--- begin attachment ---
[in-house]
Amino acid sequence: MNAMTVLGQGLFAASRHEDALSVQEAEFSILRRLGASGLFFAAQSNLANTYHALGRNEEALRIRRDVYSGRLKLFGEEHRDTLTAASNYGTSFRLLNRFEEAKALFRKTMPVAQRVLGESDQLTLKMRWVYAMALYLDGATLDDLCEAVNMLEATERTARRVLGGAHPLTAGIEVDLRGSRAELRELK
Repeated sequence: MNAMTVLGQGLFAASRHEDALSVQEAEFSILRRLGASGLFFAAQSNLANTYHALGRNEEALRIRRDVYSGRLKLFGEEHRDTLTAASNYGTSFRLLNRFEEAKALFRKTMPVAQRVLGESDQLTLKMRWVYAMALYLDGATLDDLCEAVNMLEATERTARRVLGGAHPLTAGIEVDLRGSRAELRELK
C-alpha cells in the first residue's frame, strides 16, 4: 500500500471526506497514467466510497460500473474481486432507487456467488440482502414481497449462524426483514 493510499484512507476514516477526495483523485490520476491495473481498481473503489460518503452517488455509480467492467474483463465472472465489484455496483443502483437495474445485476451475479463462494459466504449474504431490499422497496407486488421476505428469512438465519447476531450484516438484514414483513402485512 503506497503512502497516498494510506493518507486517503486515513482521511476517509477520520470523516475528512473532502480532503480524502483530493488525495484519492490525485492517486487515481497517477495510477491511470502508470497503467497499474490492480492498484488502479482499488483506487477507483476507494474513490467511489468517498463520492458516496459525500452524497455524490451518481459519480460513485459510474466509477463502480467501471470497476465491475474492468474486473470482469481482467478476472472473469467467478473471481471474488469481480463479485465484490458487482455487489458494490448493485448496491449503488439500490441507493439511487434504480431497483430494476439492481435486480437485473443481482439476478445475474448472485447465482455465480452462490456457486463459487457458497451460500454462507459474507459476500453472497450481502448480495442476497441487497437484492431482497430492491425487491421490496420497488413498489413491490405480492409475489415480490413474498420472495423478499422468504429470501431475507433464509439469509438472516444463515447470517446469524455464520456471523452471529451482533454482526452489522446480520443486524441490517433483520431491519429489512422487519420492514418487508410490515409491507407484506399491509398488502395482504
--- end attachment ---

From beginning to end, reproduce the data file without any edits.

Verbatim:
[in-house]
Amino acid sequence: MNAMTVLGQGLFAASRHEDALSVQEAEFSILRRLGASGLFFAAQSNLANTYHALGRNEEALRIRRDVYSGRLKLFGEEHRDTLTAASNYGTSFRLLNRFEEAKALFRKTMPVAQRVLGESDQLTLKMRWVYAMALYLDGATLDDLCEAVNMLEATERTARRVLGGAHPLTAGIEVDLRGSRAELRELK
Repeated sequence: MNAMTVLGQGLFAASRHEDALSVQEAEFSILRRLGASGLFFAAQSNLANTYHALGRNEEALRIRRDVYSGRLKLFGEEHRDTLTAASNYGTSFRLLNRFEEAKALFRKTMPVAQRVLGESDQLTLKMRWVYAMALYLDGATLDDLCEAVNMLEATERTARRVLGGAHPLTAGIEVDLRGSRAELRELK
C-alpha cells in the first residue's frame, strides 16, 4: 500500500471526506497514467466510497460500473474481486432507487456467488440482502414481497449462524426483514 493510499484512507476514516477526495483523485490520476491495473481498481473503489460518503452517488455509480467492467474483463465472472465489484455496483443502483437495474445485476451475479463462494459466504449474504431490499422497496407486488421476505428469512438465519447476531450484516438484514414483513402485512 503506497503512502497516498494510506493518507486517503486515513482521511476517509477520520470523516475528512473532502480532503480524502483530493488525495484519492490525485492517486487515481497517477495510477491511470502508470497503467497499474490492480492498484488502479482499488483506487477507483476507494474513490467511489468517498463520492458516496459525500452524497455524490451518481459519480460513485459510474466509477463502480467501471470497476465491475474492468474486473470482469481482467478476472472473469467467478473471481471474488469481480463479485465484490458487482455487489458494490448493485448496491449503488439500490441507493439511487434504480431497483430494476439492481435486480437485473443481482439476478445475474448472485447465482455465480452462490456457486463459487457458497451460500454462507459474507459476500453472497450481502448480495442476497441487497437484492431482497430492491425487491421490496420497488413498489413491490405480492409475489415480490413474498420472495423478499422468504429470501431475507433464509439469509438472516444463515447470517446469524455464520456471523452471529451482533454482526452489522446480520443486524441490517433483520431491519429489512422487519420492514418487508410490515409491507407484506399491509398488502395482504